Who we are – both individually, and the fabric of our communities – has been undeniably shaped by the influential, inspirational women in our lives. While each woman’s story is unique, we all have shared triumphs and struggles that unite us.
Washington Women Who Dare is a new YWCA series celebrating our collective strength as women. As our 125th anniversary celebration continues through 2019, stay tuned for exclusive interviews with local women who are shaping our region in important ways.
Colleen Echohawk, enrolled member of the Kithehaki Band of the Pawnee Nation and a member of the Upper Athabascan people of Mentasta Lake, is the Executive Director of Chief Seattle Club--a nonprofit dedicated to physically and spiritually supporting American Indian and Alaska Native people. Colleen is also the founder of the Coalition to End Urban Native Homelessness and has served on a wide variety of boards, ranging from the Community Police Commission to the Pioneer Square Preservation Board and KUOW.
Colleen’s fearless community advocacy has earned recognition from organizations across the region--she was named one of the 50 most influential women in Seattle by Seattle Met Magazine last year. She spoke to us about the women who inspire her, how mentorship has shaped where she is today, and the important role allies can play in our communities.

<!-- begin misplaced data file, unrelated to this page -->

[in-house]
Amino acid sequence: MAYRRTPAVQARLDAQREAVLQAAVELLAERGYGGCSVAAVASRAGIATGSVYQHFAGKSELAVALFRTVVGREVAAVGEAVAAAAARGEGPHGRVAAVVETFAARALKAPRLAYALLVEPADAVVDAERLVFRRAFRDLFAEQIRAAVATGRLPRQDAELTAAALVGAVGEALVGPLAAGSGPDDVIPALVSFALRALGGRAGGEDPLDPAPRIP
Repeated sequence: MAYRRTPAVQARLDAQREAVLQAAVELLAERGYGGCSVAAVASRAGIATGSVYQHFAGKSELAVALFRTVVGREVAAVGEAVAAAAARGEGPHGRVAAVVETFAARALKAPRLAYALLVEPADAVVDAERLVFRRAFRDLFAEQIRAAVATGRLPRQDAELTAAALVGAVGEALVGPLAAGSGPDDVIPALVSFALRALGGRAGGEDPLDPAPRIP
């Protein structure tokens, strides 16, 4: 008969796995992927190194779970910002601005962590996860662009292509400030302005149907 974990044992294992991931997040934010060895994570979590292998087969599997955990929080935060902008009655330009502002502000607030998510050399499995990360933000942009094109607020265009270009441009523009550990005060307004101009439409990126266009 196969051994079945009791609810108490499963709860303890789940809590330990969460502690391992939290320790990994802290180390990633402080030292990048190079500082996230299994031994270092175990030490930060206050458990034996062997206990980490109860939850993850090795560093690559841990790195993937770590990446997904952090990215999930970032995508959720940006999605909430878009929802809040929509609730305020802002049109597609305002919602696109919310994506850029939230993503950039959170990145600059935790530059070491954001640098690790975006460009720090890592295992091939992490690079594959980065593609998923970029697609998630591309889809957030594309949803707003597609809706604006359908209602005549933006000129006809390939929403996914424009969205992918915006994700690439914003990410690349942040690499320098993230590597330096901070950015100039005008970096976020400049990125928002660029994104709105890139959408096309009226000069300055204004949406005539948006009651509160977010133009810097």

YWCA: Name a woman who has inspired you in your life and share why.
Colleen Echohawk: There’s so many! My aunt Deb Echohawk has been an awesome role model in my life around resiliency. She was a traditional seed-keeper for our tribe for a long time out in Oklahoma. We had a strong tradition of agriculture prior to colonization, and since our tribe was in the Kansas/Nebraska/Iowa area, we had various rising gardens and all kinds of amazing seed-keeping that happened. There are so many amazing stories here that could take up a whole interview!